Stat to know: Miami was "unlucky" in that opponents shot 73.9 percent from the foul line last season -- one of the highest percentages in college hoops. Yet Miami still won 21 games. The U should benefit with a reversion to the mean. 

Breakdown: Our fourth FBI-affected program is the most wild card-applicable of all. The Cardinals lose their Hall of Fame coach and have lost freshman Brian Bowen (at least until further notice). David Padgett, the interim coach, is unproven. But Deng Adel, Quentin Snider, Ray Spalding, V.J. King (underrated!) and Anas Mahmoud are all back. That's a really solid quintet. Almost no one is giving Louisville a shot to rally and vie for a national title, yet U of L was a borderline top-10 team before this FBI stuff. There is a chance this group surprises many, goes out and gets a No. 3 seed and then has the talent and matchups to make a deep run. A wild-card pick by definition, but worthy of inclusion nonetheless. 

Stat to know: Come Louisville's first game of the season, on Nov. 12, it will mark 17,039 days -- and 1,533 games -- since the last time the Cardinals were not coached by a Hall of Famer. That last instance? Louisville actually had two sitting head coaches (Howard Stacey and John Dromo). The Cardinals were in the Missouri Valley Conference then and ended their season with a 64-58 loss to Providence in 1971. Denny Crum and Rick Pitino spanned a few epochs of Louisville hoops, from 1971-2017. Padgett is filling massive shoes with pragmatic expectations. 

Breakdown: Took us a while to get to the reigning national champs. Joel Berry II broke his hand in a fit of frustration after playing "NBA 2K18," but if he's back to full health by the start of December then UNC should be OK. Berry is a top-two point guard and it's because of his return that UNC is even ranked. We don't know what to expect from sophomores Seventh Woods and Brandon Robinson. Luke Maye suddenly has a lot more on his broad shoulders. Will Theo Pinson thrive -- and dodge injury -- with more on-court responsibility than he has ever had? Carolina has some good pieces but everything is going to have to hit like a tuning fork in order for the Tar Heels to repeat.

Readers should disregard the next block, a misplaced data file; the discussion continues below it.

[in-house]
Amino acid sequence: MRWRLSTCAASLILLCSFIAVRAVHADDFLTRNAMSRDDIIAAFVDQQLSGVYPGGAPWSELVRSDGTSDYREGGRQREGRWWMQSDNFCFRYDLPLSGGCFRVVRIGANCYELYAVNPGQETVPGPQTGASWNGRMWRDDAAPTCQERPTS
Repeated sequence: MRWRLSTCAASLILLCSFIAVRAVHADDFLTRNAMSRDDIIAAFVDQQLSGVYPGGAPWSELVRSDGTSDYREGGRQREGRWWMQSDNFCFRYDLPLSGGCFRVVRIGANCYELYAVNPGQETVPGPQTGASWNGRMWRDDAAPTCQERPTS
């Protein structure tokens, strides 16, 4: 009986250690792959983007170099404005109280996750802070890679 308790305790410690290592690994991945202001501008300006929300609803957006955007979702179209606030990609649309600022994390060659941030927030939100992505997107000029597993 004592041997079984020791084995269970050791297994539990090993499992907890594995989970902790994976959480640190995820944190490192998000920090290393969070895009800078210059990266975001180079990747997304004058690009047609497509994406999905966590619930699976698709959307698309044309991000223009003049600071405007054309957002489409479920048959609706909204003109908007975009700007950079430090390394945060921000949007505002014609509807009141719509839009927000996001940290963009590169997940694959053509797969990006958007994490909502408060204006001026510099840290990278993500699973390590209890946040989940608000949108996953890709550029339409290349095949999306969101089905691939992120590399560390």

Stat to know: UNC was the No. 1 offensive rebounding team last season, grabbing 41.3 percent of its misses, and has grabbed 40 percent or more of its misses the past three seasons. It will need to come close to that rate again to make the Final Four. 

Breakdown: The two-man attack of Bonzie Colson and Matt Farrell makes Notre Dame an intriguing "long shot" to win it all. I think the Fighting Irish are a great preseason value pick. Colson is the preseason POY in the ACC and on the short list of national Player of the Year favorites. Farrell is a top-10 point guard as far as I'm concerned, and he's going to have many games where he outshines Colson. Mike Brey has Rex Pflueger and Temple Gibbs back as well. Selfless team that moves the ball well, won't turn it over too much and will keep its cool in close games. Enjoy another season of fun all-around basketball in South Bend. 

Stat to know: The Irish bring back most of their best shooters. This team was 80 percent from the foul line last season, and came close to setting the D-I record from the stripe (Harvard went 82.2 percent in 1983-84). 

Breakdown: Generally speaking, unless you're Kansas, Kentucky, Duke or UNC, it's hard to lose a Player of the Year candidate and return as a national championship contender. (Villanova, however, is making it look natural.) Yet here we have Purdue rounding out the list despite not having Caleb Swanigan, who was world-beatingly superb last season. Matt Painter's team is the second best in the Big Ten in my eyes thanks to Vincent Edwards and Carsen Edwards set to fly and push this team to another stellar season. The oak tree in the middle, 7-2 Isaac Haas, can't be ignored. Dakota Mathias might play himself into being a top-10 3-point shooter. The wild-card aspect is not having Swanigan. Purdue was borderline national-championship caliber last season with him, and now he's gone. But this group is older, and Painter has a great coaching knack about him. If anything, he's underrated at this point in his career and I do not use that term lightly. 

Stat to know: You might think Purdue is mostly muscle and mid-range, but the Boilemakers ranked seventh nationally in 3-point percentage last season (40.3), and most sharpshooters return.

CBS Sports Writer

Matt Norlander is a national award-winning writer who has been with CBS Sports since 2010. He's in his seventh season covering college basketball for CBS, and also covers the NBA Draft, the Olympics and... Full Bio